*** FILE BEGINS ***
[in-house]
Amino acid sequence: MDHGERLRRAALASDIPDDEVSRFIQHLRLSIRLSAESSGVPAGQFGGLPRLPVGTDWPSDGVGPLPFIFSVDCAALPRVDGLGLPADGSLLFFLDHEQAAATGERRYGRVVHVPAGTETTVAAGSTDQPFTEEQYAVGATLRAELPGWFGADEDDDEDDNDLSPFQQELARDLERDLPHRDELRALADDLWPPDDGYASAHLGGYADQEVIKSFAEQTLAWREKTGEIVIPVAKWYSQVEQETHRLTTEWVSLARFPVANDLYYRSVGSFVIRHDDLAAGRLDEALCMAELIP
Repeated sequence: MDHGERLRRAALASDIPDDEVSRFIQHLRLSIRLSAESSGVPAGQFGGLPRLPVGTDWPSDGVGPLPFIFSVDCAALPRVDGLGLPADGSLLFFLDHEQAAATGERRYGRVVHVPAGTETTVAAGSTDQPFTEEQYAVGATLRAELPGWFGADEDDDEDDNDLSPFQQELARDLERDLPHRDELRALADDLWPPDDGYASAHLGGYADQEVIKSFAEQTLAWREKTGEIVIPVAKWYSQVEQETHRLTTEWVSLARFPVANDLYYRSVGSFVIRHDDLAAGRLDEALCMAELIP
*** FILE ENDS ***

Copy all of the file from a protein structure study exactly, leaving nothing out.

[in-house]
Amino acid sequence: MDHGERLRRAALASDIPDDEVSRFIQHLRLSIRLSAESSGVPAGQFGGLPRLPVGTDWPSDGVGPLPFIFSVDCAALPRVDGLGLPADGSLLFFLDHEQAAATGERRYGRVVHVPAGTETTVAAGSTDQPFTEEQYAVGATLRAELPGWFGADEDDDEDDNDLSPFQQELARDLERDLPHRDELRALADDLWPPDDGYASAHLGGYADQEVIKSFAEQTLAWREKTGEIVIPVAKWYSQVEQETHRLTTEWVSLARFPVANDLYYRSVGSFVIRHDDLAAGRLDEALCMAELIP
Repeated sequence: MDHGERLRRAALASDIPDDEVSRFIQHLRLSIRLSAESSGVPAGQFGGLPRLPVGTDWPSDGVGPLPFIFSVDCAALPRVDGLGLPADGSLLFFLDHEQAAATGERRYGRVVHVPAGTETTVAAGSTDQPFTEEQYAVGATLRAELPGWFGADEDDDEDDNDLSPFQQELARDLERDLPHRDELRALADDLWPPDDGYASAHLGGYADQEVIKSFAEQTLAWREKTGEIVIPVAKWYSQVEQETHRLTTEWVSLARFPVANDLYYRSVGSFVIRHDDLAAGRLDEALCMAELIP